It's too "simplistic," says Hubert Védrine, France's
foreign minister. It reflects a belief that "the projection of
military power is the only basis of true security," says
Christopher Patten, the European Union's foreign minister. The New
York Times notes that South Korea's press is filled with warnings
that the Bush administration is "undercutting years of diplomacy
aimed at luring the Stalinist North out of its frightfully armed
But while they question his timing, his context or his wording,
virtually none has come flat out and said President Bush was
There's a good reason for that: However impolitic such blunt
language might be, Iran, Iraq and North Korea do form an Axis of
Evil. Each aims to overthrow legitimate governments. Each threatens
America and its interests. And each is fielding vast armies and
building weapons of mass destruction to further these aims.
All can be classified as dictatorships that care more about
their military than their people. Iraqi leader Saddam Hussein has
chosen to watch his people starve rather than allow international
weapons inspectors to investigate his biological weapons programs.
Kim Jong-il, North Korea's "Dear Leader," keeps his million-man
army fed and poised to attack South Korea -- even as millions of
his countrymen die from starvation. Iran has an elected president,
Mohammad Khatami, but real power belongs to unelected mullahs who
see nothing wrong with stoning women to death for committing
Yes, some say, but how do you separate these countries from
Syria, Somalia or a dozen others that put military might ahead of
doing what's right?
Consider the fact that all three are dumping tons of money into
programs to develop chemical, biological and nuclear weapons and
the means to deliver them over long distances. Defense Department
officials say North Korea already has the materials necessary to
build one or two nuclear weapons. U.S. intelligence experts also
say it's working on a missile with a range of 6,200 miles, which
would place more than half of the United States within its
Some believe we don't have much to fear from a poor, starving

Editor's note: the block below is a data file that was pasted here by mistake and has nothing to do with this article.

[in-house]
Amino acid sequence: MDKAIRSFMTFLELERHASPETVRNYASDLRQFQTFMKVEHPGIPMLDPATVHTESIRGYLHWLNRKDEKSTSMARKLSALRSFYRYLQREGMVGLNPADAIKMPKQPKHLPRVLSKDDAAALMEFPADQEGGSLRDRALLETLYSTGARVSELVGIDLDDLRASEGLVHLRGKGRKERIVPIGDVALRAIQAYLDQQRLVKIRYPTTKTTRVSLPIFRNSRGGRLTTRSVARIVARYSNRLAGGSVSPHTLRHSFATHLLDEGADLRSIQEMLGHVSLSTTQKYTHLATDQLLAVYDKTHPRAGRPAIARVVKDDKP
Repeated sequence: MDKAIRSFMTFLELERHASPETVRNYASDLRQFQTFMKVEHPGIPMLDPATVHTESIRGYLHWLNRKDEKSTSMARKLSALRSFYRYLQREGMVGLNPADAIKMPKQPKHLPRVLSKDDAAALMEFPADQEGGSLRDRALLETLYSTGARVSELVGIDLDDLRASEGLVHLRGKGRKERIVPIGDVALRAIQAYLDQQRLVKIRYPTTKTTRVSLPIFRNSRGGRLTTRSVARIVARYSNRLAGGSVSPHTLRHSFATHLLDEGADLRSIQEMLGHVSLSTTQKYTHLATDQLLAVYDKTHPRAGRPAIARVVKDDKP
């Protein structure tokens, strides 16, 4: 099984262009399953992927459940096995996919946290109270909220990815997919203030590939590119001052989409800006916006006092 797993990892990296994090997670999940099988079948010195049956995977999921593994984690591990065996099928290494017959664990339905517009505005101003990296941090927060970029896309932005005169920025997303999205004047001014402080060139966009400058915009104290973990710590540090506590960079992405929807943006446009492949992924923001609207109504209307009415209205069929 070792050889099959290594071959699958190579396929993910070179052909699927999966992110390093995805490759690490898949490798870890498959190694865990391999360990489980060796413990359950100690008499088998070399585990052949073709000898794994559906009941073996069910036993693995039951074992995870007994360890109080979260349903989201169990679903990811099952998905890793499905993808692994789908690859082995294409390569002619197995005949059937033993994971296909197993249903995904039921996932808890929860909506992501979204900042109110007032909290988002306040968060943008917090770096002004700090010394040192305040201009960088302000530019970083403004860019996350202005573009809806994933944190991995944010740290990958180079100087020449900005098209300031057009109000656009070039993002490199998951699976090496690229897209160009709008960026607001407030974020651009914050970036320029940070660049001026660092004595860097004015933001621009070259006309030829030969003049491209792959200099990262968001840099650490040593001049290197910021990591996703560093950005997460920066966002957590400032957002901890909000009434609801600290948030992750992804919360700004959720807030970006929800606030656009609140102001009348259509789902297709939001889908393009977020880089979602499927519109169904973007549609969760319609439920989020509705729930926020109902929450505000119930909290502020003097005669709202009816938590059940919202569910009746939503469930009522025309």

country that barely manages to keep the lights on. But what do the
North Koreans export, and to whom? They export missile technology,
and Iran is one of its top customers.
Over the past three years, Iran has tested a missile it calls
the Shahab-3. However, this medium-range missile doesn't come from
Iran. It's a North Korean missile with a new paint job. And experts
say these countries could use a ship to launch missiles at a target
And their bloody eight-year war notwithstanding, Iraq and Iran
have indicated lately that they have much in common. They agree
that Israel should be wiped off the map and that the United States
threatens them both. Iraq even recently pledged to support Iran if
the United States attacks Tehran.
Consider, too, these nation's bedfellows within the
international terror community. Iran supports Hamas, Islamic Jihad
and Hezbollah, all of which have struck against Israeli and/or
American targets. For Iraq, the record includes not only the 1993
plot to assassinate the elder President Bush, but support for
groups such as the Arab Liberation Front and the Palestine
North Korea doesn't get the reputation for terror that Iran and
Iraq do, but its resume is no less "impressive." The North Koreans
have sold weapons to such terrorist organizations as the Liberation
Tigers of Tamil Eelam and the United Wa State Army, a
drug-trafficking group active in Laos, Burma and Thailand. Also,
North Korea harbors terrorists from the Japanese Red Army, has
kidnapped more than 3,600 South Koreans and reportedly had soldiers
training in terrorist camps in Afghanistan.
The sharing of weapons of mass destruction. The endorsements of
tyranny. The long history of supporting terror. The promises of
mutual support. This is why President Bush calls these nations an
"axis of evil" and seeks to rally the world against them.
He didn't pick three countries out of a hat. He picked three regimes that hate America and are developing weapons of mass destruction with the United States as a likely target. These nations earned this moniker. They are, to use another presidential phrase, on the wrong side of history. The president simply pointed out the facts.
Jack Spencer is a policy analyst in defense and national security at The Heritage Foundation. A longer version of this article originally appeared in the New York Post.
Distributed nationally on the Knight-Ridder Tribune wire